normal application: what if your system is cleaned every shut down with a caustic steam solution?
You lose the seal a week later and the failure analysis states o-ring failure; is the connection made between the caustic steam washout and the failure of VITON? You are far better off stipulating more expensive o-rings which can survive both conditions than losing seals after your turn-around, when the plant and system are up and have to run. Please also note the drop in seal failures due to poor installation when comparing Plant One and Plant Two. With the decrease in maintenance budgets and personnel, the increasing utilization of “multi-craft” people demands simpler seal designs for installation by off-shift personnel. Component seals can be very difficult to install and are sensitive to dimensional information often unknown and/or unavailable to “back-shift” employees. “The road to Hell is paved with good intentions”; if your plant has downsized in the maintenance department ( and whose plant hasn’t?) cartridge designs may justify their additional cost because of their ease of installation. Don’t blame an electrician for shortened seal life when complicated seals are being installed!
Note also the frequency that bearing problems cause seal problems; the two are inextricably intertwined. Lip seals were designed around the time of the Second World War; they were designed for automotive water pumps. They have a limited design life which is far short of bearing design life. Bearings are seldom a failure because of fatigue; far more commonly, they fail from contamination and water emulsions in a pump’s bearing housing.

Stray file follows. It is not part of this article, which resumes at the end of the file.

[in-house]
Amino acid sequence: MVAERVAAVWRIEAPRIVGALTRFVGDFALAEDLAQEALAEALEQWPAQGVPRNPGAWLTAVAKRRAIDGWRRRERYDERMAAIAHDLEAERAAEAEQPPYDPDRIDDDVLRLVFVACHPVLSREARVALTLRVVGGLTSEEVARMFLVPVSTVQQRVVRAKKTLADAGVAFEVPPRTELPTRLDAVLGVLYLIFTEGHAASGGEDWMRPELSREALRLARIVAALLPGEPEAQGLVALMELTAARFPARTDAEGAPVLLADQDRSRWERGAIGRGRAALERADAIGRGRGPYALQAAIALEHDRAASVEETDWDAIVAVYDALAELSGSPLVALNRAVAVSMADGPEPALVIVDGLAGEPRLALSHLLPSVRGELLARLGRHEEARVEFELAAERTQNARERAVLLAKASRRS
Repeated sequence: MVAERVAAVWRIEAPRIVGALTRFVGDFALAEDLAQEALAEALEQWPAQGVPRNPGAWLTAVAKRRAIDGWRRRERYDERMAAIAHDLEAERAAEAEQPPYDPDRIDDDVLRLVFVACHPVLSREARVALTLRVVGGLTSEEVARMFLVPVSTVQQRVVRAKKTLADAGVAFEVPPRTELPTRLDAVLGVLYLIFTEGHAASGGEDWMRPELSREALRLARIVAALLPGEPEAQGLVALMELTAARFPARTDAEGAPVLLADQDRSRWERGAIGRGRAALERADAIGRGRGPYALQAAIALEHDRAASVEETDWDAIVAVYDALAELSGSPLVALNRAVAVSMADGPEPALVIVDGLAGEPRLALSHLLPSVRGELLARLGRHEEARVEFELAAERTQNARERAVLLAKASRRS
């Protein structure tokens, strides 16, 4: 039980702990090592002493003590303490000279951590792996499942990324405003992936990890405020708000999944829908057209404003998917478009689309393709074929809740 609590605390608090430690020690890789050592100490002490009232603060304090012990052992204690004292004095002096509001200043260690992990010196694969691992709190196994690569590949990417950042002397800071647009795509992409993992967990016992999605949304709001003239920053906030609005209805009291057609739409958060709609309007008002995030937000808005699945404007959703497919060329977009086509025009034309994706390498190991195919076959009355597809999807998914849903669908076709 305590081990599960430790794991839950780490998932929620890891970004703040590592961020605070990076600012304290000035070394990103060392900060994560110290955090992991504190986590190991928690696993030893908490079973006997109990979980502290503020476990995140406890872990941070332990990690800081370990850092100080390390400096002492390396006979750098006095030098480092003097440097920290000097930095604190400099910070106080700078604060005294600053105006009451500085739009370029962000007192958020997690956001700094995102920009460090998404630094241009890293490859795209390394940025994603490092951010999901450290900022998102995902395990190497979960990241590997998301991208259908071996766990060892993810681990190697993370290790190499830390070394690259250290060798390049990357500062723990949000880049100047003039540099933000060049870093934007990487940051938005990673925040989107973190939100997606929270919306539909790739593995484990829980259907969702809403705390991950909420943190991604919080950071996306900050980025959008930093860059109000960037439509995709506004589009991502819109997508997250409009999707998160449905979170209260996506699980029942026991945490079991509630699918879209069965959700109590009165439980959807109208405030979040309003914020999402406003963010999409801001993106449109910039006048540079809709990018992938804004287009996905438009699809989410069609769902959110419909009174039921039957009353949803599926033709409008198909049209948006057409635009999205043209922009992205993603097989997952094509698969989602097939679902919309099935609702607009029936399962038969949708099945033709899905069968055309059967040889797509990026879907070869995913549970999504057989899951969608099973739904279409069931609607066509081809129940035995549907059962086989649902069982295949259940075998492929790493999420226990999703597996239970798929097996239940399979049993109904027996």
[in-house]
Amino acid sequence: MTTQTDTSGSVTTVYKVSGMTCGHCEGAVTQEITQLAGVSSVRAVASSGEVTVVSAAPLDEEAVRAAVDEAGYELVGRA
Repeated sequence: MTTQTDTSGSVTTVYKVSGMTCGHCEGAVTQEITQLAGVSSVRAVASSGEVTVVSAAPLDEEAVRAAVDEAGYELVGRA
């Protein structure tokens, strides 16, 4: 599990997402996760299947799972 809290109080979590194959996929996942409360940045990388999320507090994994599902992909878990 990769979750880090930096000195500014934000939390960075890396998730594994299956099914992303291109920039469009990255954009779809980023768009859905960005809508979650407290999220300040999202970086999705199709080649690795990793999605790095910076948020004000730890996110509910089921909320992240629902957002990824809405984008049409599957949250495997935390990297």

Upgrade your lip seals every time you change bearings on your pumps and you will see the bearing life triple and quadruple. Upgrade from lip seals to whatever your engineering staff decides is best; labyrinth seals, full face seals, magnetic seals, etc. Which one of us would buy equipment designed in the Forties today for any application in our plants or homes?

Finally, TRAIN YOUR OPERATORS!! They deserve and need training, because they are the people causing the majority of your seal and bearing failures. I have yet to work with a maintenance man who didn’t care about the quality of his work; maintenance people are not the ones wrecking the production equipment. Untrained operators regularly run pumps dry, start them with closed suction or discharge valves, and fail to report increased noise or vibrations from the equipment they run. They don’t do this to sabotage the plant; they do it from ignorance. Production “owns” the equipment: maintenance just “borrows it” when it needs to be repaired.
Stop cursing your maintenance budget and start training your operators: you’ll see how quickly maintenance can become a profit center for your plant instead of “the ugly step-child” it too often is perceived as in the plant budget and planning sessions. CONCLUSIONS Seal failure analysis does not have to be complicated or time consuming. Most of it can be done by your in-house staff in less than ten minutes at the time of failure with reasonable accuracy. Don’t lose the data; gather it on the simple form enclosed, and log it into a simple data retrieval system. Marshall the assets you already have in-house to get a better view of your problem pump applications, make a few simple upgrades on repeat offender pumps, and improve your bottom line today. Plants can readily improve their overall profitability with better training of operators and giving their maintenance people the freedom to make some simple upgrades at the time of seal/bearing failures.